Why Plastic Surgery Can Be Feminist
A non-binary person with a plastic surgery fund explains why plastic surgery can be feminist.
I refuse to wear skirts but love wearing my nails long, sharp, and polished. Most of the time, I like to bind my chest and/or hide my figure under baggy shirts. I'm also what one might consider a pretty staunch feminist, as well as a leftist extremist.
As you can imagine, this tends to make people assume quite a bit about me. In the past, people have assumed that I'm overweight (true), that I am crazy (meh), and that I'm not marriage material (ask my fiance).
One thing most people never assume is that I am a massive fan of plastic surgery.
In the feminist world, plastic surgery is often something that is taboo. It's not that hard to see why no one considers plastic surgery to be a feminist act, either.
The phrase "plastic surgery" immediately conjures up the image of anorexic girls getting lip injections, just so that they can look pretty for me and fit into their roles as "nice, marriage-worthy, sexy" girls. It's seen as bending over to the irrational beauty standards women are held to.
While I understand that sentiment, I have to disagree. I find plastic surgery to be the most empowering thing I can get, and have already gotten quite a bit of it, too. Here's why plastic surgery can be feminist, according to someone who admires it.
It's an expression of body autonomy.
The biggest reason that people can't see why plastic surgery can be feminist is due to the myth that women are pressured to get plastic. Speaking as someone who adores body mods and has gotten plastic surgery, this is not true.
Absolutely no one pressured me to get my teeth whitened at 16. Nobody pressured me to get lip injections when I was 20. Nobody pressured me to go to a plumping party when I was 24. I also don't recall anyone telling me that I "totally need" mole removal when I was 27.
The doctors asked me if I wanted eyelid surgery when I was in Eastern Europe, and I said yes before I went into the operating room. They didn't pressure me. They just asked, and I wanted it.
Now that I am saving for a tummy tuck, chest reduction, regular Botox, and a number of nullos, I'm actually hearing people begging me to reconsider.
I'm sorry, but that's not anyone's decision to make but my own.
One thing I've learned about society is that it has a really sick obsession with women's bodies and that everyone feels the need to tell women what to do with them, how they should look, and how they should make their bodies look acceptable.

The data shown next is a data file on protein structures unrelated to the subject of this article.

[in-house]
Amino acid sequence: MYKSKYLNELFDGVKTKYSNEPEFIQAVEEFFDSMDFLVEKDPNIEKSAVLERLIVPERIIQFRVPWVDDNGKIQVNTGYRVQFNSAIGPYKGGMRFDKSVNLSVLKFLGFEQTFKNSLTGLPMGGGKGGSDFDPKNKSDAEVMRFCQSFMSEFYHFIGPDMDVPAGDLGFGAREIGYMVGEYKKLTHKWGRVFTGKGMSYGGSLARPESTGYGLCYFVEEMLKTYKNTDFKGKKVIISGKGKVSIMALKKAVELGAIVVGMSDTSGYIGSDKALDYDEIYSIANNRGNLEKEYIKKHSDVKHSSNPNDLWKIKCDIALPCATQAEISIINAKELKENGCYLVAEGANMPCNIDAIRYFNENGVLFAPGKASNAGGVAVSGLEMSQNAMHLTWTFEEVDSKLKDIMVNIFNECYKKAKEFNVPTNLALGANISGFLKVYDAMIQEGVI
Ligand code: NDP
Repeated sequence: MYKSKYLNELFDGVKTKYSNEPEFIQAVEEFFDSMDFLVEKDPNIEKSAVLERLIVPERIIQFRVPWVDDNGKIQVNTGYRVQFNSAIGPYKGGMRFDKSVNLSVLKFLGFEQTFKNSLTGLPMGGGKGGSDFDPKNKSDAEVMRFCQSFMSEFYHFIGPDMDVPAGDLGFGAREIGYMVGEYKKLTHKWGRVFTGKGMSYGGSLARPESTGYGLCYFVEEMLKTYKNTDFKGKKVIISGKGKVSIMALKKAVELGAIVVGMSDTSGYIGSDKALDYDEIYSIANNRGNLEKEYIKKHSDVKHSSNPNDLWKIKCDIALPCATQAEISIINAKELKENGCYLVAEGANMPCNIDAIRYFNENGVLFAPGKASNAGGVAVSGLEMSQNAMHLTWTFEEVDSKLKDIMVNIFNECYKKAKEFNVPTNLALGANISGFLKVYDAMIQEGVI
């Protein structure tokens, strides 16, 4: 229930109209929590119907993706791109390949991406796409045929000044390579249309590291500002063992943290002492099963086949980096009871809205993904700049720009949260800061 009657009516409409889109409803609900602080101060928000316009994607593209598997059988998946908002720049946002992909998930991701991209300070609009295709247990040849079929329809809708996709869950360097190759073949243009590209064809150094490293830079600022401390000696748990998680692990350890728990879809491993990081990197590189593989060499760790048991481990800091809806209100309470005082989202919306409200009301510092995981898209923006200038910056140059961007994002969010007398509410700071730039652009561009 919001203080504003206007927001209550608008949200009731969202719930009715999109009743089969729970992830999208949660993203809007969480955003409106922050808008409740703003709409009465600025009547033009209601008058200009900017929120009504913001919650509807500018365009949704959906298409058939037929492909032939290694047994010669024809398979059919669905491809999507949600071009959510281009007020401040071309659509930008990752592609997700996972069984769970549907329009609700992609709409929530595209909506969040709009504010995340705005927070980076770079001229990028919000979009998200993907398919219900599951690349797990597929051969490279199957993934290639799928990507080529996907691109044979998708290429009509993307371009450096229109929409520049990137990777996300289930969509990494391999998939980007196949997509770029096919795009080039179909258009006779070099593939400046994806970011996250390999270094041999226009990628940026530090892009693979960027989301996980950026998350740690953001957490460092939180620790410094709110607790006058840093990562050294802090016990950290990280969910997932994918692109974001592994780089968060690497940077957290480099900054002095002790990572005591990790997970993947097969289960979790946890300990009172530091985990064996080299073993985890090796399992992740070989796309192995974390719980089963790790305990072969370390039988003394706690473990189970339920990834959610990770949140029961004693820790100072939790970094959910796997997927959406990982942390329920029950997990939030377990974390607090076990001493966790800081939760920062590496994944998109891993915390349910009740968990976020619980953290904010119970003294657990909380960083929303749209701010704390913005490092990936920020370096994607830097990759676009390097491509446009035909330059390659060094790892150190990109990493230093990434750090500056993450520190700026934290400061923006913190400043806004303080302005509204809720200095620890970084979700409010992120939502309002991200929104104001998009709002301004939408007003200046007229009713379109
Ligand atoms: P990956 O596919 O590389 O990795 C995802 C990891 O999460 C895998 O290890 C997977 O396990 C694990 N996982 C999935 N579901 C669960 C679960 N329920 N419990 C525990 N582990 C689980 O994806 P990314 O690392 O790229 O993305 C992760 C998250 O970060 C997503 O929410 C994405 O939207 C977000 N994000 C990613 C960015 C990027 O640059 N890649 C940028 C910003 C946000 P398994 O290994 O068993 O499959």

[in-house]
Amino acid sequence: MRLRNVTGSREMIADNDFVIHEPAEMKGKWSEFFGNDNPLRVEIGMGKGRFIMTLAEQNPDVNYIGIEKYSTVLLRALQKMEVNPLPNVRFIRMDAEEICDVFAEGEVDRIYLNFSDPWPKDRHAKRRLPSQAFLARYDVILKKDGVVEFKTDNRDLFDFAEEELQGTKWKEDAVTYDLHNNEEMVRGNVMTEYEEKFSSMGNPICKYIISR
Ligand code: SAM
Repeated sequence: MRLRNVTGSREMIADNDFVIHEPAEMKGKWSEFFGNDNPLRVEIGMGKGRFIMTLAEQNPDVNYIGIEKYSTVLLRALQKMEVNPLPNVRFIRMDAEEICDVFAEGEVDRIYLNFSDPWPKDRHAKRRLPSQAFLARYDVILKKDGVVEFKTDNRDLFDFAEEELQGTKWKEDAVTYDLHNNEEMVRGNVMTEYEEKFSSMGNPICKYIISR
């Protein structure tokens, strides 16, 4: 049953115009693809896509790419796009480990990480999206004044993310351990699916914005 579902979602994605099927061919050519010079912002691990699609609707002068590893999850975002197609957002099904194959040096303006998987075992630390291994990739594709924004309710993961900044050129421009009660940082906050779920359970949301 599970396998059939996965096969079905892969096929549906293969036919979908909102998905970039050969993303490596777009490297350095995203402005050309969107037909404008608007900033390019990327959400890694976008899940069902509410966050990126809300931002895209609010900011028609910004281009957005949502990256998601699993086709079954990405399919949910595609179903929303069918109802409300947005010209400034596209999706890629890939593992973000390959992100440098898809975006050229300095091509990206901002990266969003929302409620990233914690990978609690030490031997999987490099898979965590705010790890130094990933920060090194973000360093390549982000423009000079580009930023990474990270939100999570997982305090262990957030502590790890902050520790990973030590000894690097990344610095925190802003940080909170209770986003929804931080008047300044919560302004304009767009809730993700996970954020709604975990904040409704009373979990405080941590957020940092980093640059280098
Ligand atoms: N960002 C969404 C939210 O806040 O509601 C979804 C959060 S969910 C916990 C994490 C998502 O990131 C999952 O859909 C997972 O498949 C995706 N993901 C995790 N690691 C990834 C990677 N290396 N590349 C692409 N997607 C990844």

Plastic surgery is my choice to make my body look how I want it to look, and it's going to be done the way I want to achieve it. I am doing what I want with my body regardless of what society wants me to do. That is the very definition of body autonomy.
But, the biggest reason why plastic surgery can be feminist deals with the way it makes recipients feel.
Getting plastic makes me feel good, makes me feel confident, and makes me feel in charge. In that sense, it's not that much different than going to a massage parlor to unwind after a day of hard labor — or getting one's nails done before a major meeting.
That being said, I'm not sure that comparing plastic to regular spa visits really does it justice. Plastic surgery is far more empowering than a nail salon visit, or even getting retail therapy in. The reason why plastic surgery is so much more empowering is because of what it offers to me.
A salon visit offers a temporary fix that makes me look okay, but, there's only so much that eyelash extensions and hair styling can offer.
Plastic surgery, on the other hand, brings me a lot closer to what I feel my ideal body should look like. Plastic surgery gives me the opportunity to look the way I feel on the inside. It allows me to feel totally comfortable in my skin.
Moreover, there's also a more personal reason why I get so empowered by plastic. I have stretch marks and scars from an illness I suffered. This illness traumatized me to the point that I have PTSD.
Getting rid of those stretch marks and making those scars fade via the right treatments and tucks would make a huge difference in how I feel every day. With just the stroke of a surgeon's knife, the constant reminders of the pain I suffered could go away forever.
Plastic surgery offers me the ability to control my looks, and help me cope with the past — and that's why plastic surgery can be feminist for people like me.
Plastic surgery helps me solidify how confident I feel in my skin.
As a non-binary person who was born female, I can honestly say that I know how well society works to destroy a person's confidence. This is doubly true of people who were born women.
If plastic allows us to regain the confidence we have lost, that's reason enough why plastic surgery can be feminist in its nature.